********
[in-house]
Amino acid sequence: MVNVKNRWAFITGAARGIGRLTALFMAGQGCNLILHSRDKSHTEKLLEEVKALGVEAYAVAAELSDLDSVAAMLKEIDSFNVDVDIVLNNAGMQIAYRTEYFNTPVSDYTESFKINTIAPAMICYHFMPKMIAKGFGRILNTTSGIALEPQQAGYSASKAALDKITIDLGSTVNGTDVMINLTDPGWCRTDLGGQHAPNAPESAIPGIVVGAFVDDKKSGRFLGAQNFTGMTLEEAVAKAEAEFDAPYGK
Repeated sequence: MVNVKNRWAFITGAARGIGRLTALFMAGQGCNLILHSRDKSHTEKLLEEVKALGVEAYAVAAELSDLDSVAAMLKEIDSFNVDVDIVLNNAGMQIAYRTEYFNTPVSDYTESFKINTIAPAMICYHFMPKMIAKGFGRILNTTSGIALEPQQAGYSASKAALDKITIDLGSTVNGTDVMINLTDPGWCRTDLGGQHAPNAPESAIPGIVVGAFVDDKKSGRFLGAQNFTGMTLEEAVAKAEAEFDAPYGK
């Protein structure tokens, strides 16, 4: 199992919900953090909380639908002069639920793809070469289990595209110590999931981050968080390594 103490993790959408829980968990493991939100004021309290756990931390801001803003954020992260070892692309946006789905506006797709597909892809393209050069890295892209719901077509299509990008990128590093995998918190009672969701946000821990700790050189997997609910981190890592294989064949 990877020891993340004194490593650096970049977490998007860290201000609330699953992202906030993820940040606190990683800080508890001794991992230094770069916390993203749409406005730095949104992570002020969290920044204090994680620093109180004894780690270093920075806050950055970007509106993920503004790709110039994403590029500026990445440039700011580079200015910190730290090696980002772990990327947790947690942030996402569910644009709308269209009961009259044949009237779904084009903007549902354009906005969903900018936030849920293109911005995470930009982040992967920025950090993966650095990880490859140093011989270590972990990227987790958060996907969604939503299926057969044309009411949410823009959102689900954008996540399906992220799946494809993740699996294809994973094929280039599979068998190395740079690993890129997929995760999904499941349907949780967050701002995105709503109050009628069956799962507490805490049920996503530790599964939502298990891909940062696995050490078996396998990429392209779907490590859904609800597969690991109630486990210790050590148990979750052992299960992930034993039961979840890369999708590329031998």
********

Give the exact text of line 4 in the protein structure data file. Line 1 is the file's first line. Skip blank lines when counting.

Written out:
């Protein structure tokens, strides 16, 4: 199992919900953090909380639908002069639920793809070469289990595209110590999931981050968080390594 103490993790959408829980968990493991939100004021309290756990931390801001803003954020992260070892692309946006789905506006797709597909892809393209050069890295892209719901077509299509990008990128590093995998918190009672969701946000821990700790050189997997609910981190890592294989064949 990877020891993340004194490593650096970049977490998007860290201000609330699953992202906030993820940040606190990683800080508890001794991992230094770069916390993203749409406005730095949104992570002020969290920044204090994680620093109180004894780690270093920075806050950055970007509106993920503004790709110039994403590029500026990445440039700011580079200015910190730290090696980002772990990327947790947690942030996402569910644009709308269209009961009259044949009237779904084009903007549902354009906005969903900018936030849920293109911005995470930009982040992967920025950090993966650095990880490859140093011989270590972990990227987790958060996907969604939503299926057969044309009411949410823009959102689900954008996540399906992220799946494809993740699996294809994973094929280039599979068998190395740079690993890129997929995760999904499941349907949780967050701002995105709503109050009628069956799962507490805490049920996503530790599964939502298990891909940062696995050490078996396998990429392209779907490590859904609800597969690991109630486990210790050590148990979750052992299960992930034993039961979840890369999708590329031998």